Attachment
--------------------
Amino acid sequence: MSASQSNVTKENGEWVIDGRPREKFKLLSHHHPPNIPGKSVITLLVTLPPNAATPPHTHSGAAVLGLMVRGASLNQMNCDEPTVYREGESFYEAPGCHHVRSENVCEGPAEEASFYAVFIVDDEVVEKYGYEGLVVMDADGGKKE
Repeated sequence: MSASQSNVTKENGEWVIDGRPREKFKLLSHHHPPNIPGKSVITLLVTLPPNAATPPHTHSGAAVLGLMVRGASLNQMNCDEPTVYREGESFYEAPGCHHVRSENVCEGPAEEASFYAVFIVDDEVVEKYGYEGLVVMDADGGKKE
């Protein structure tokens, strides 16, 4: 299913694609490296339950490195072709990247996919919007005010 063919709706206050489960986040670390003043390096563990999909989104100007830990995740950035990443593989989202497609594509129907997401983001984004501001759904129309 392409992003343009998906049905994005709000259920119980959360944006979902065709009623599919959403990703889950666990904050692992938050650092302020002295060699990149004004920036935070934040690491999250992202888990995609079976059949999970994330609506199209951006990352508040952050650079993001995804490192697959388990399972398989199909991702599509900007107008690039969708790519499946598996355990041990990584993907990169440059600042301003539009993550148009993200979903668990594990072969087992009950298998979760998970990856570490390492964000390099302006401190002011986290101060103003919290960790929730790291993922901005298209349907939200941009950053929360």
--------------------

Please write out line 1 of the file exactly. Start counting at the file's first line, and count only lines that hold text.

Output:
Amino acid sequence: MSASQSNVTKENGEWVIDGRPREKFKLLSHHHPPNIPGKSVITLLVTLPPNAATPPHTHSGAAVLGLMVRGASLNQMNCDEPTVYREGESFYEAPGCHHVRSENVCEGPAEEASFYAVFIVDDEVVEKYGYEGLVVMDADGGKKE